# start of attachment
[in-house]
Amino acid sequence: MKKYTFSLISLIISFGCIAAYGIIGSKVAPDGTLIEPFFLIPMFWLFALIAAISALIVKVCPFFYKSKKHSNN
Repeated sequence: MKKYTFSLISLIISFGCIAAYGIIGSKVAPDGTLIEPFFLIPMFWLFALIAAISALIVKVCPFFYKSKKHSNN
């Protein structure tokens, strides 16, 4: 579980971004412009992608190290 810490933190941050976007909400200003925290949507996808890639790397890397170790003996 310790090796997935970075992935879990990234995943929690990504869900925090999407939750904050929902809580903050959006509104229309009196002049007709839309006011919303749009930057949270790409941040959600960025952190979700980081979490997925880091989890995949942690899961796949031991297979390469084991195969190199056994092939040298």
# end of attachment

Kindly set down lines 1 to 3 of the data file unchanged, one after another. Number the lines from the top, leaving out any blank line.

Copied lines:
[in-house]
Amino acid sequence: MKKYTFSLISLIISFGCIAAYGIIGSKVAPDGTLIEPFFLIPMFWLFALIAAISALIVKVCPFFYKSKKHSNN
Repeated sequence: MKKYTFSLISLIISFGCIAAYGIIGSKVAPDGTLIEPFFLIPMFWLFALIAAISALIVKVCPFFYKSKKHSNN